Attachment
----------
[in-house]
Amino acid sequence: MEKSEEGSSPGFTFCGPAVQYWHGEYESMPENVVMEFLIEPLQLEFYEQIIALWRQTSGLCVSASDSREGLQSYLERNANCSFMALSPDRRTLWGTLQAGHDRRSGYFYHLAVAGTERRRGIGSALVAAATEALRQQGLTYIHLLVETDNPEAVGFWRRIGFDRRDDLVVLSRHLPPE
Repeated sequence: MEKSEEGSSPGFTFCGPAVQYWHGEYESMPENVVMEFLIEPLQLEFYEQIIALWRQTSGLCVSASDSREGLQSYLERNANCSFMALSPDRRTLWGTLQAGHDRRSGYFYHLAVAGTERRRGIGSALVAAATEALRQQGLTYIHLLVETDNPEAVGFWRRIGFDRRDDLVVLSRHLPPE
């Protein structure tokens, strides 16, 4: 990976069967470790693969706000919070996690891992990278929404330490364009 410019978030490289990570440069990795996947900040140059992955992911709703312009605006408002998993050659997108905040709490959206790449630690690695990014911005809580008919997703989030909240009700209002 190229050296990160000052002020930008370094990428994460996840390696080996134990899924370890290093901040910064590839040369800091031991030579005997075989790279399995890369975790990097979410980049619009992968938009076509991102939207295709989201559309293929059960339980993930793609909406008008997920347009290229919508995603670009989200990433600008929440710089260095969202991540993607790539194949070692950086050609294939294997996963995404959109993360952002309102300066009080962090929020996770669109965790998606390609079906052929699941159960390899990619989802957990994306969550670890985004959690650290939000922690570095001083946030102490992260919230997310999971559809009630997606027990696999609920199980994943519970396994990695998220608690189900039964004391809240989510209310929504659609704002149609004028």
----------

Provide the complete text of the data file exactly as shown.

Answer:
[in-house]
Amino acid sequence: MEKSEEGSSPGFTFCGPAVQYWHGEYESMPENVVMEFLIEPLQLEFYEQIIALWRQTSGLCVSASDSREGLQSYLERNANCSFMALSPDRRTLWGTLQAGHDRRSGYFYHLAVAGTERRRGIGSALVAAATEALRQQGLTYIHLLVETDNPEAVGFWRRIGFDRRDDLVVLSRHLPPE
Repeated sequence: MEKSEEGSSPGFTFCGPAVQYWHGEYESMPENVVMEFLIEPLQLEFYEQIIALWRQTSGLCVSASDSREGLQSYLERNANCSFMALSPDRRTLWGTLQAGHDRRSGYFYHLAVAGTERRRGIGSALVAAATEALRQQGLTYIHLLVETDNPEAVGFWRRIGFDRRDDLVVLSRHLPPE
């Protein structure tokens, strides 16, 4: 990976069967470790693969706000919070996690891992990278929404330490364009 410019978030490289990570440069990795996947900040140059992955992911709703312009605006408002998993050659997108905040709490959206790449630690690695990014911005809580008919997703989030909240009700209002 190229050296990160000052002020930008370094990428994460996840390696080996134990899924370890290093901040910064590839040369800091031991030579005997075989790279399995890369975790990097979410980049619009992968938009076509991102939207295709989201559309293929059960339980993930793609909406008008997920347009290229919508995603670009989200990433600008929440710089260095969202991540993607790539194949070692950086050609294939294997996963995404959109993360952002309102300066009080962090929020996770669109965790998606390609079906052929699941159960390899990619989802957990994306969550670890985004959690650290939000922690570095001083946030102490992260919230997310999971559809009630997606027990696999609920199980994943519970396994990695998220608690189900039964004391809240989510209310929504659609704002149609004028």